“We’re trying to right a longstanding wrong here,” Radhika Fox, head of the EPA Office of Water, echoed. “We’re bending the arc towards equity and justice on this legacy issue.”
Experts estimate some 500,000 children have high levels of lead in their blood; that number may be overstated, or wildly low. Adults are at risk as well, especially pregnant women. The EPA believes its rules would generate between $9.8b and 34.8b in economic benefits each year, making it a good return on the replacement investments. But the rub is that those economic benefits are from less cognitive impairments and health disorders, in populations we tend to neglect anyway, and so are much “softer” than the direct budget hits of replacing the pipes.
“We have failed generations of children by not eliminating lead,” Mona Hanna-Attisha, the Michigan pediatrician whose research helped to exposed the 2014 Flint water crisis, told NYT. True, but we’ve been failing generations of kids for generations in many ways, such as child poverty or infant mortality. We have generations of “lost Einsteins,” kids who never had a chance to reach their full potential due to their surroundings while growing up, whether from lead in their water, insufficient food, polluted air, or failing public education.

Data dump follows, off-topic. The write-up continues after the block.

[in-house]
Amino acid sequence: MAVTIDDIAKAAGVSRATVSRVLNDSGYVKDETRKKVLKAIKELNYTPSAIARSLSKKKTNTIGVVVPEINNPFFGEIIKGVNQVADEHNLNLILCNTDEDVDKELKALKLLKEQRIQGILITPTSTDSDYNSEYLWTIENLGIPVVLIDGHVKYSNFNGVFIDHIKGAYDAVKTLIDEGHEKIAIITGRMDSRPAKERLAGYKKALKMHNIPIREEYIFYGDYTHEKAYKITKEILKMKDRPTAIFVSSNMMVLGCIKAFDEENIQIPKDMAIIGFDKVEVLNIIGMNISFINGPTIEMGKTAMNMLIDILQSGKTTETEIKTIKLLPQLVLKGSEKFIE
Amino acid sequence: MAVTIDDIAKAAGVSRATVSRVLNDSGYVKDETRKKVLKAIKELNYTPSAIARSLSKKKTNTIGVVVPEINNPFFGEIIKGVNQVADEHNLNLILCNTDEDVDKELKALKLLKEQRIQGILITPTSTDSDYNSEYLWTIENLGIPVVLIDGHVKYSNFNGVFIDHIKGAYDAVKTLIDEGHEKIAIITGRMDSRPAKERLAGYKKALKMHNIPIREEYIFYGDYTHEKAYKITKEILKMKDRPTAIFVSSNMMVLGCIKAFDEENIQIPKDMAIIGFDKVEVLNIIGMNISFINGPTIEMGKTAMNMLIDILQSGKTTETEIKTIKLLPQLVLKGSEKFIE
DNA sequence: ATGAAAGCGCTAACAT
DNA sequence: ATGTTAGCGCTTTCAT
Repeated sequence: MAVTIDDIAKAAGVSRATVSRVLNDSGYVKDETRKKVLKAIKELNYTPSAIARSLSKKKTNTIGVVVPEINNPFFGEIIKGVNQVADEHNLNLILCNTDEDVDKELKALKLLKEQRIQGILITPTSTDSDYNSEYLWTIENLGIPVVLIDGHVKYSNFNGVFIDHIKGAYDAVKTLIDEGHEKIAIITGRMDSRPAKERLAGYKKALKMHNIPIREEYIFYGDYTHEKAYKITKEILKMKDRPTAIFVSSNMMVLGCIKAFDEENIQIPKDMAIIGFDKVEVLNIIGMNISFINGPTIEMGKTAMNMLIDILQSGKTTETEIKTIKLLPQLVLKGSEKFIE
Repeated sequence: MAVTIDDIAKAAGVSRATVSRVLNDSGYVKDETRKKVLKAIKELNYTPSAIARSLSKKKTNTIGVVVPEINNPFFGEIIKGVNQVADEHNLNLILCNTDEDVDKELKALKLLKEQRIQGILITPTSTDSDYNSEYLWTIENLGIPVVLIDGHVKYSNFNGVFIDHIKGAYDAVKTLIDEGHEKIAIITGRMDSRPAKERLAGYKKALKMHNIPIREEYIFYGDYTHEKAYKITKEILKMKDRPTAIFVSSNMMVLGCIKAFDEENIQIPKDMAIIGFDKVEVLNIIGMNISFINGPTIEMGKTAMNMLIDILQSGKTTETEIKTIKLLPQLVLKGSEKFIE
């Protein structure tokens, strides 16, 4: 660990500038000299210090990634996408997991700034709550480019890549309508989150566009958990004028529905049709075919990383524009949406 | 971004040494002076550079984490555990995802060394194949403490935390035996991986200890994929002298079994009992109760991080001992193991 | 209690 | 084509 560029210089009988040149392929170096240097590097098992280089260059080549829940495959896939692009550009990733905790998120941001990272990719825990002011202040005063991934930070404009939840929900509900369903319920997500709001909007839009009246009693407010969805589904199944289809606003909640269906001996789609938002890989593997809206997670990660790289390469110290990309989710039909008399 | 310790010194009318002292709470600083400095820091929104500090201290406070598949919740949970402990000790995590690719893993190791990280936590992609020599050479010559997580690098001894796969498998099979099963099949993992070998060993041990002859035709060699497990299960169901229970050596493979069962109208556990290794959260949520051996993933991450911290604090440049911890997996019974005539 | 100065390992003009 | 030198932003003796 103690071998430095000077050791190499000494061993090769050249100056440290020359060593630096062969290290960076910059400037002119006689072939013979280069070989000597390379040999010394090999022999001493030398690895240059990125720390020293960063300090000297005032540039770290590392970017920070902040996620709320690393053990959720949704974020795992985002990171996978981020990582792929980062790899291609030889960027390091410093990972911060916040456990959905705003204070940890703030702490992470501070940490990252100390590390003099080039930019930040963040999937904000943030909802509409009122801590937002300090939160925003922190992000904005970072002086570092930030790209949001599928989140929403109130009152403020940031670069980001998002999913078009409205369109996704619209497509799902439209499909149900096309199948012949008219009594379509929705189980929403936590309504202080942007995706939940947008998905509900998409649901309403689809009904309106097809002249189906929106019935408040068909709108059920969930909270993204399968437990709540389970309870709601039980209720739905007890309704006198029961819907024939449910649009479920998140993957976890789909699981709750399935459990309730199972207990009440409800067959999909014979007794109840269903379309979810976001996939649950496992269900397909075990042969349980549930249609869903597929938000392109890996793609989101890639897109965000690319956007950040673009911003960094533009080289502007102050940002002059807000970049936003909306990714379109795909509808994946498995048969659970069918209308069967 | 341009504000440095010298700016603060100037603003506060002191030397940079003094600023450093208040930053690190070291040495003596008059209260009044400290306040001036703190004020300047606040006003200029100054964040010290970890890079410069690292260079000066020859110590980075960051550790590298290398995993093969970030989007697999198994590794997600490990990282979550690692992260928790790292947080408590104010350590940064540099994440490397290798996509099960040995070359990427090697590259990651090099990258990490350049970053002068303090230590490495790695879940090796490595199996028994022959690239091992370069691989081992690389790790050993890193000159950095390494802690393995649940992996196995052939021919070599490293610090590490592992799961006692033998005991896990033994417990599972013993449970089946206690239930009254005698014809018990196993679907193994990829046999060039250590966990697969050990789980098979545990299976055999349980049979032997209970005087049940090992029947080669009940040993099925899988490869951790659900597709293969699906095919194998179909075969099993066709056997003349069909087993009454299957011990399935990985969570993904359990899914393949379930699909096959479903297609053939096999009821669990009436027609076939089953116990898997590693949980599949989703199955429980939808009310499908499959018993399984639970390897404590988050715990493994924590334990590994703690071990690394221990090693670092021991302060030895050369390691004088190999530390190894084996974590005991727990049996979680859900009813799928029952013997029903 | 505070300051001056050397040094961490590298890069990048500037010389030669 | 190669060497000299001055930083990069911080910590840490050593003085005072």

We’re the champs at failing kids. And at addressing structural issues like infrastructure.
The new rules now have a waiting period, and final rules aren’t expected until next fall. Then there will be a waiting period before they go into effect. By the time the lobbyists and the politicians – we can’t afford it! – have their say, I’m not optimistic how much impact the final rules will have.
I’m freaked out that there might be lead in my water lines. I’m saddened that there are perhaps hundreds of thousands, if not millions, of children who will never reach their full potential due to having adsorbed too much lead. And I’m furious that we allow our public goods, like clean water or air, to be compromised by politicians whose only concern is reelection.
We can do better, Sadly, it’s a lead pipe cinch that we probably won’t.
Kim is a former emarketing exec at a major Blues plan, editor of the late & lamented Tincture.io, and now regular THCB contributor